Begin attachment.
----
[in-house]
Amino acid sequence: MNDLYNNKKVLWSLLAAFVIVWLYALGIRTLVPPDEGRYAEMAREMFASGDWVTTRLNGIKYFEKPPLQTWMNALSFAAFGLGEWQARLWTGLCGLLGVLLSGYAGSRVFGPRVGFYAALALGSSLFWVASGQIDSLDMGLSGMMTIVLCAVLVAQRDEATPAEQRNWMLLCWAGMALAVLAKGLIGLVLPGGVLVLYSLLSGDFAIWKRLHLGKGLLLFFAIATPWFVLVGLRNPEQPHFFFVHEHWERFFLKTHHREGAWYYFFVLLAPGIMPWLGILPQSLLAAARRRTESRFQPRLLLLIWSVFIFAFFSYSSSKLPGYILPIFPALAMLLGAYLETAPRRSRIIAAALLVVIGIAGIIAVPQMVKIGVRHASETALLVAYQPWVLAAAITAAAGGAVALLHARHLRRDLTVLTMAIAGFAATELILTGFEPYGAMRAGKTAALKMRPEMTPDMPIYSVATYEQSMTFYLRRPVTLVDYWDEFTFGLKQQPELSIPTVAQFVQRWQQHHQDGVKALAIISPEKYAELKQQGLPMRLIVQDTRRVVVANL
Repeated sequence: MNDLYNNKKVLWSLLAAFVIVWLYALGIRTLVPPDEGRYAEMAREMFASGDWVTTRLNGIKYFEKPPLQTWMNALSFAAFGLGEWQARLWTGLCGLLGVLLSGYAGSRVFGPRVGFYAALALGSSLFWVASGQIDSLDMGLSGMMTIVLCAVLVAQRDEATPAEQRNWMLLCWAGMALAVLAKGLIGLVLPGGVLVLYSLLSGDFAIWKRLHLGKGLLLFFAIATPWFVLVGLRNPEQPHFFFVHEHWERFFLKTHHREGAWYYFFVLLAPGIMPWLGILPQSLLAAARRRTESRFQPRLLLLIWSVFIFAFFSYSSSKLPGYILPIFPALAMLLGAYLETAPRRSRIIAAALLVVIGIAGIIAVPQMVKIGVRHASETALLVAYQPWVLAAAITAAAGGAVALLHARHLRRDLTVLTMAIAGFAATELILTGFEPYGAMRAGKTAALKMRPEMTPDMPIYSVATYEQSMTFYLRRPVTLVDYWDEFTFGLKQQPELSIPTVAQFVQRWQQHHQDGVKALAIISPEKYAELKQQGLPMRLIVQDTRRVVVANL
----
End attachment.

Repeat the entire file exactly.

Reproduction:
[in-house]
Amino acid sequence: MNDLYNNKKVLWSLLAAFVIVWLYALGIRTLVPPDEGRYAEMAREMFASGDWVTTRLNGIKYFEKPPLQTWMNALSFAAFGLGEWQARLWTGLCGLLGVLLSGYAGSRVFGPRVGFYAALALGSSLFWVASGQIDSLDMGLSGMMTIVLCAVLVAQRDEATPAEQRNWMLLCWAGMALAVLAKGLIGLVLPGGVLVLYSLLSGDFAIWKRLHLGKGLLLFFAIATPWFVLVGLRNPEQPHFFFVHEHWERFFLKTHHREGAWYYFFVLLAPGIMPWLGILPQSLLAAARRRTESRFQPRLLLLIWSVFIFAFFSYSSSKLPGYILPIFPALAMLLGAYLETAPRRSRIIAAALLVVIGIAGIIAVPQMVKIGVRHASETALLVAYQPWVLAAAITAAAGGAVALLHARHLRRDLTVLTMAIAGFAATELILTGFEPYGAMRAGKTAALKMRPEMTPDMPIYSVATYEQSMTFYLRRPVTLVDYWDEFTFGLKQQPELSIPTVAQFVQRWQQHHQDGVKALAIISPEKYAELKQQGLPMRLIVQDTRRVVVANL
Repeated sequence: MNDLYNNKKVLWSLLAAFVIVWLYALGIRTLVPPDEGRYAEMAREMFASGDWVTTRLNGIKYFEKPPLQTWMNALSFAAFGLGEWQARLWTGLCGLLGVLLSGYAGSRVFGPRVGFYAALALGSSLFWVASGQIDSLDMGLSGMMTIVLCAVLVAQRDEATPAEQRNWMLLCWAGMALAVLAKGLIGLVLPGGVLVLYSLLSGDFAIWKRLHLGKGLLLFFAIATPWFVLVGLRNPEQPHFFFVHEHWERFFLKTHHREGAWYYFFVLLAPGIMPWLGILPQSLLAAARRRTESRFQPRLLLLIWSVFIFAFFSYSSSKLPGYILPIFPALAMLLGAYLETAPRRSRIIAAALLVVIGIAGIIAVPQMVKIGVRHASETALLVAYQPWVLAAAITAAAGGAVALLHARHLRRDLTVLTMAIAGFAATELILTGFEPYGAMRAGKTAALKMRPEMTPDMPIYSVATYEQSMTFYLRRPVTLVDYWDEFTFGLKQQPELSIPTVAQFVQRWQQHHQDGVKALAIISPEKYAELKQQGLPMRLIVQDTRRVVVANL